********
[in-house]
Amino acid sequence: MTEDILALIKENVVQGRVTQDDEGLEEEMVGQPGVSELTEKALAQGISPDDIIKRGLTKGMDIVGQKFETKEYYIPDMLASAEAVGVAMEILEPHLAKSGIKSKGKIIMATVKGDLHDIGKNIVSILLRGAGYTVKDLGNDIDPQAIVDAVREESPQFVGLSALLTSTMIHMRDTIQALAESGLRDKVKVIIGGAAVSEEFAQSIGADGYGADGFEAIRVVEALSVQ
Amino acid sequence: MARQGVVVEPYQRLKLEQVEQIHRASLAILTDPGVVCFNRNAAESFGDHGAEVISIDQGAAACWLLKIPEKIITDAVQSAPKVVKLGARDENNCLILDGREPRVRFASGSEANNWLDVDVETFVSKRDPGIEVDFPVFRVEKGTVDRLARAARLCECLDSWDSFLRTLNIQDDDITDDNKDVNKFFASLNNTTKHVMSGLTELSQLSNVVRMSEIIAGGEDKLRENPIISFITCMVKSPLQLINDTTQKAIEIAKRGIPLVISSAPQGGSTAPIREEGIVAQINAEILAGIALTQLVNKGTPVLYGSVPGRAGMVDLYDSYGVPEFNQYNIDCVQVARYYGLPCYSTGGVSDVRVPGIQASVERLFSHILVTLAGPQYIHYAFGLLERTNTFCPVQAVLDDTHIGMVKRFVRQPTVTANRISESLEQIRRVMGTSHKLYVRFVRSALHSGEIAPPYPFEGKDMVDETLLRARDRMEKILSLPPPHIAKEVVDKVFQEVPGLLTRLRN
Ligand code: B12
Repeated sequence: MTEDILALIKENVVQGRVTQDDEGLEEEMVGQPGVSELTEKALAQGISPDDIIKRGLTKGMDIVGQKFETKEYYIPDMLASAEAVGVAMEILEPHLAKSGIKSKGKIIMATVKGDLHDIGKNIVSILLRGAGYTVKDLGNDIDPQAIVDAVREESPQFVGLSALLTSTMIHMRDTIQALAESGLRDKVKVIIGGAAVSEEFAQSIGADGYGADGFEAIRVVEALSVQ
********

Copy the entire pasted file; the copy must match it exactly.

[in-house]
Amino acid sequence: MTEDILALIKENVVQGRVTQDDEGLEEEMVGQPGVSELTEKALAQGISPDDIIKRGLTKGMDIVGQKFETKEYYIPDMLASAEAVGVAMEILEPHLAKSGIKSKGKIIMATVKGDLHDIGKNIVSILLRGAGYTVKDLGNDIDPQAIVDAVREESPQFVGLSALLTSTMIHMRDTIQALAESGLRDKVKVIIGGAAVSEEFAQSIGADGYGADGFEAIRVVEALSVQ
Amino acid sequence: MARQGVVVEPYQRLKLEQVEQIHRASLAILTDPGVVCFNRNAAESFGDHGAEVISIDQGAAACWLLKIPEKIITDAVQSAPKVVKLGARDENNCLILDGREPRVRFASGSEANNWLDVDVETFVSKRDPGIEVDFPVFRVEKGTVDRLARAARLCECLDSWDSFLRTLNIQDDDITDDNKDVNKFFASLNNTTKHVMSGLTELSQLSNVVRMSEIIAGGEDKLRENPIISFITCMVKSPLQLINDTTQKAIEIAKRGIPLVISSAPQGGSTAPIREEGIVAQINAEILAGIALTQLVNKGTPVLYGSVPGRAGMVDLYDSYGVPEFNQYNIDCVQVARYYGLPCYSTGGVSDVRVPGIQASVERLFSHILVTLAGPQYIHYAFGLLERTNTFCPVQAVLDDTHIGMVKRFVRQPTVTANRISESLEQIRRVMGTSHKLYVRFVRSALHSGEIAPPYPFEGKDMVDETLLRARDRMEKILSLPPPHIAKEVVDKVFQEVPGLLTRLRN
Ligand code: B12
Repeated sequence: MTEDILALIKENVVQGRVTQDDEGLEEEMVGQPGVSELTEKALAQGISPDDIIKRGLTKGMDIVGQKFETKEYYIPDMLASAEAVGVAMEILEPHLAKSGIKSKGKIIMATVKGDLHDIGKNIVSILLRGAGYTVKDLGNDIDPQAIVDAVREESPQFVGLSALLTSTMIHMRDTIQALAESGLRDKVKVIIGGAAVSEEFAQSIGADGYGADGFEAIRVVEALSVQ